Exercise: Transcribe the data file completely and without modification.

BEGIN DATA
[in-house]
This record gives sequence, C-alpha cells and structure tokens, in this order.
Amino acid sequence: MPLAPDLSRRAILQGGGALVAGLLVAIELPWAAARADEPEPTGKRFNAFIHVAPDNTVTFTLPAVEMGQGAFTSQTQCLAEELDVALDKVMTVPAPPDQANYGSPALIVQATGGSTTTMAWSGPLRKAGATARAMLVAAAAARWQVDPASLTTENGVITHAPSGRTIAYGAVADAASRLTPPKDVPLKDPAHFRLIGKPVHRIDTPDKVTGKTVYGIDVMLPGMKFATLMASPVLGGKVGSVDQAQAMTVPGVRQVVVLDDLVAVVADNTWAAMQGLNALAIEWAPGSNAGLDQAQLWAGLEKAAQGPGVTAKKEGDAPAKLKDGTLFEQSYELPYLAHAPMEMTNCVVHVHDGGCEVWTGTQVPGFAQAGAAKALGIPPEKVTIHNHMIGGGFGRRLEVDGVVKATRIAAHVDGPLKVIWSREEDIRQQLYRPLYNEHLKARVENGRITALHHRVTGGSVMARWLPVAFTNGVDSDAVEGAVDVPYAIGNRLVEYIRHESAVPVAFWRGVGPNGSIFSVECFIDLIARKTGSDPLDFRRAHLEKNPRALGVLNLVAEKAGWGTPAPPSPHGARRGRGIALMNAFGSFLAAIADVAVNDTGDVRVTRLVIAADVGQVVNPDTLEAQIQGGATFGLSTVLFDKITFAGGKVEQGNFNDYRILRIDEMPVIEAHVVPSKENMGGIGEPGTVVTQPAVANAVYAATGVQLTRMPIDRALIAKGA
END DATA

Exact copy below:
[in-house]
This record gives sequence, C-alpha cells and structure tokens, in this order.
Amino acid sequence: MPLAPDLSRRAILQGGGALVAGLLVAIELPWAAARADEPEPTGKRFNAFIHVAPDNTVTFTLPAVEMGQGAFTSQTQCLAEELDVALDKVMTVPAPPDQANYGSPALIVQATGGSTTTMAWSGPLRKAGATARAMLVAAAAARWQVDPASLTTENGVITHAPSGRTIAYGAVADAASRLTPPKDVPLKDPAHFRLIGKPVHRIDTPDKVTGKTVYGIDVMLPGMKFATLMASPVLGGKVGSVDQAQAMTVPGVRQVVVLDDLVAVVADNTWAAMQGLNALAIEWAPGSNAGLDQAQLWAGLEKAAQGPGVTAKKEGDAPAKLKDGTLFEQSYELPYLAHAPMEMTNCVVHVHDGGCEVWTGTQVPGFAQAGAAKALGIPPEKVTIHNHMIGGGFGRRLEVDGVVKATRIAAHVDGPLKVIWSREEDIRQQLYRPLYNEHLKARVENGRITALHHRVTGGSVMARWLPVAFTNGVDSDAVEGAVDVPYAIGNRLVEYIRHESAVPVAFWRGVGPNGSIFSVECFIDLIARKTGSDPLDFRRAHLEKNPRALGVLNLVAEKAGWGTPAPPSPHGARRGRGIALMNAFGSFLAAIADVAVNDTGDVRVTRLVIAADVGQVVNPDTLEAQIQGGATFGLSTVLFDKITFAGGKVEQGNFNDYRILRIDEMPVIEAHVVPSKENMGGIGEPGTVVTQPAVANAVYAATGVQLTRMPIDRALIAKGA